The Gemara in Masekhet Pesachim (59a) teaches that the korban pesach – the sacrifice offered by all Benei Yisrael on the 14th of Nissan – is exceptional in that it is offered after the tamid shel bein ha-arbayim – the daily afternoon sacrifice. The rule of “aleha hashleim kol ha-korbanot kulan” (Pesachim 58b) establishes that the afternoon tamid sacrifice must be the final sacrifice offered each day (just as the morning tamid must be the first sacrifice offered each day). The korban pesach marks a striking exception to this rule, as it is sacrificed after the offering of the tamid.
Not only does the korban pesach mark an exception to this rule, but it disrupts the entire schedule of the Beit Ha-mikdash. The Mishna (Pesachim 58a) teaches that normally, the afternoon tamid was slaughtered eight-and-a-half (halakhic) hours into the day, and offered on the altar an hour later. On Erev Pesach, the process began an hour earlier, in order to allow time for all the pesach offerings that were brought afterward. When the 14th of Nissan fell on Shabbat, the offering of the tamid was moved up even earlier – to six-and-a-half hours into the day – in order to allow time for all the pesach sacrifices to be roasted before the onset of Shabbat, when roasting became forbidden.
This unique feature of the korban pesach perhaps points to one of the important general themes of the celebration of the Exodus.
Fixed routines, schedules and habits are, on the hand, vitally important sources of stability and consistency. So much of the good we do is done by force of habit and routine, by our having grown accustomed to acting and living a certain way. The value and importance of routine is symbolized by the tamid sacrifice, which was offered each and every morning and afternoon in the Beit Ha-mikdash, without exception, thus embodying the notion of consistency in our service of God. At the same time, however, set routines can stifle us, and even “enslave” us. They run the risk of discouraging bold ambitions and aspirations, of blocking our minds from extending “out of the box,” from thinking creatively and with ingenuity, and from striving to new heights of achievement. Steady good habits prevent us from falling into bad habits, but they also threaten to hold us back from working to develop even better habits.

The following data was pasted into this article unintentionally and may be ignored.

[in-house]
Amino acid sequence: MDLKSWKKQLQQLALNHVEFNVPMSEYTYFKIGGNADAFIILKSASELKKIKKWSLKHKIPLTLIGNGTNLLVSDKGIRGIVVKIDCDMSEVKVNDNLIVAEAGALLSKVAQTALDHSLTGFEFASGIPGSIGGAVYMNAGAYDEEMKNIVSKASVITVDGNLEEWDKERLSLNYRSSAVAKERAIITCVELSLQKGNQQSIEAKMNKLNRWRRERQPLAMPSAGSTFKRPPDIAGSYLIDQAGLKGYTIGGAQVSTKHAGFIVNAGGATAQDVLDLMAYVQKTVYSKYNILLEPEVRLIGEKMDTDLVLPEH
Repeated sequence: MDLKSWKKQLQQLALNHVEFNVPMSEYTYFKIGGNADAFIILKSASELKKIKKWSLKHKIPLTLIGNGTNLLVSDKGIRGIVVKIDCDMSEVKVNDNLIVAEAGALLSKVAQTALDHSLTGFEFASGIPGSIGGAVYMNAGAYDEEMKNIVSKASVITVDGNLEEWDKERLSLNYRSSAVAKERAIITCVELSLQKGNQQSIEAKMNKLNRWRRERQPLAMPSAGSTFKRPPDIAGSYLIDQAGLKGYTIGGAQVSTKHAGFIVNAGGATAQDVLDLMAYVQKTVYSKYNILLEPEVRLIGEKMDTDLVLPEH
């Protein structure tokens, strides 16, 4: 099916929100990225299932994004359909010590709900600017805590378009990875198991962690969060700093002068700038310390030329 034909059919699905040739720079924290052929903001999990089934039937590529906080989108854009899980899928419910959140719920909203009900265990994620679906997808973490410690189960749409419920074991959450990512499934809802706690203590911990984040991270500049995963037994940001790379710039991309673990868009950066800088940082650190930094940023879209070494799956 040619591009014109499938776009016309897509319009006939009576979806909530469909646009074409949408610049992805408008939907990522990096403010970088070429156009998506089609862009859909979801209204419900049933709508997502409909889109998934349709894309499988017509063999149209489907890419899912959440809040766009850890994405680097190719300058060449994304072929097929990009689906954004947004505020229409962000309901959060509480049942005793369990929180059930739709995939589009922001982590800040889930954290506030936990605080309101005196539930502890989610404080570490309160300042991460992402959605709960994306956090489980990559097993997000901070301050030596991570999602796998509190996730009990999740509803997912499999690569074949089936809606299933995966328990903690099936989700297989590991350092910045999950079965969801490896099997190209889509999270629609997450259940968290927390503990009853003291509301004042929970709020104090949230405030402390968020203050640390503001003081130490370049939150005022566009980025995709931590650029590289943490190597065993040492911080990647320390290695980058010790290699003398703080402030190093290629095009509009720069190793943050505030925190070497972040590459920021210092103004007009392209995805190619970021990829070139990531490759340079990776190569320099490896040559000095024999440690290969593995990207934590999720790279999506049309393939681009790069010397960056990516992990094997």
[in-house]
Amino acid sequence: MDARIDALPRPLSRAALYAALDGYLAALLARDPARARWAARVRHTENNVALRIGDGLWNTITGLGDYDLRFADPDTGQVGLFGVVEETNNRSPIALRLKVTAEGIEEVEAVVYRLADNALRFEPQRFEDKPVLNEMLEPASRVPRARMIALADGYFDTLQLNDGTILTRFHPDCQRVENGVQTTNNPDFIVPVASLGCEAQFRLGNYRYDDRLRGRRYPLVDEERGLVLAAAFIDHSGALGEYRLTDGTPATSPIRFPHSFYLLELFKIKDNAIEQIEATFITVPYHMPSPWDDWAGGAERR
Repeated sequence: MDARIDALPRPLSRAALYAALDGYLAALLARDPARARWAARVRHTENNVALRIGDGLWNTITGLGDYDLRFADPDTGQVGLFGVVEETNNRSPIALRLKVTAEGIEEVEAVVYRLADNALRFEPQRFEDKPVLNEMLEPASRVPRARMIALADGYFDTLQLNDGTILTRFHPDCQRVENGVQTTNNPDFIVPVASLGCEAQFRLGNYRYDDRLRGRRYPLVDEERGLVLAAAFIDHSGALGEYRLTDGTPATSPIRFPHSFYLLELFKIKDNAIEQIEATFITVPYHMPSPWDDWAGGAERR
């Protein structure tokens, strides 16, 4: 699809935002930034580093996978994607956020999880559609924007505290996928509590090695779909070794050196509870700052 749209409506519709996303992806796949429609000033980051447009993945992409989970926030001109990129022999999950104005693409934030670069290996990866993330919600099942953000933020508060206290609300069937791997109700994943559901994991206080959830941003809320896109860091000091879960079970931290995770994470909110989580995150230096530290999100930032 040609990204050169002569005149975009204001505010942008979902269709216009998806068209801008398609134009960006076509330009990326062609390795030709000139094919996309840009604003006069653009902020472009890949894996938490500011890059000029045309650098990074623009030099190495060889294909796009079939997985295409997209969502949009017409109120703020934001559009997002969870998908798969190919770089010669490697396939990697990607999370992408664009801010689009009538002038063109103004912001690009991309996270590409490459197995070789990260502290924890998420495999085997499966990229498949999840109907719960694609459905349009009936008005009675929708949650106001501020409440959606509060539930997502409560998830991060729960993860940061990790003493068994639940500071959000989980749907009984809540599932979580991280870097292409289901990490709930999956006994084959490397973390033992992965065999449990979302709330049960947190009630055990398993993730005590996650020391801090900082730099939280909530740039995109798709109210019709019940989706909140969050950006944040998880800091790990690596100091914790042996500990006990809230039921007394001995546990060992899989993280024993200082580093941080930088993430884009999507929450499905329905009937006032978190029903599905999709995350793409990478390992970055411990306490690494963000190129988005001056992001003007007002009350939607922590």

One of the themes of the Exodus, and of our celebration of Pesach, is the breaking of presumed norms. In the ancient world, it was accepted that the powerful exploit the weak, and thus it was natural for the mighty Egyptian empire to feel perfectly entitled to enslave the helpless Israelite population living in its borders. The society was constructed based on a caste system whereby those born into the slave class forever remained part of the slave class. This basic order was shattered through the miracles of the Exodus. And thus we proclaim at the seder as we prepare to tell the story of the Exodus, “All who are hungry shall come and eat.” We affirm that people’s present conditions do not have to dictate their future conditions, that the hardships to which we may have grown accustomed until now will not necessarily continue, because the current order of things is subject to drastic change. We then add, “Now – we are slaves, but next year – free people; now – we are here, but next year – in Jerusalem.” The seder experience is to assure us that we are not “enslaved” by our current condition, that we are capable of growing, changing and improving, that just as our ancestors were instantly transformed from lowly slaves into a proud, free nation, we are all capable of transforming ourselves into much better and more accomplished people.
Appropriately, then, the pesach sacrifice is the only offering that disrupts the basic structure of the Temple rituals. Notwithstanding the importance of the message of the tamid, of the consistency wrought by a fixed, orderly routine, our focus on Pesach is to shift towards freeing ourselves from the constraints of our habits and familiar structure. It is a time to feel empowered with the confidence of knowing that we are not slaves to our past or present, that we can rise higher and extend beyond our current condition. Just as our ancestors achieved freedom from the chains of actual bondage, so are we to aspire to freedom from our perceived constraints, and trust that we can be far greater than we are now.
(Based on a derasha by Rabbi Dov Loketch)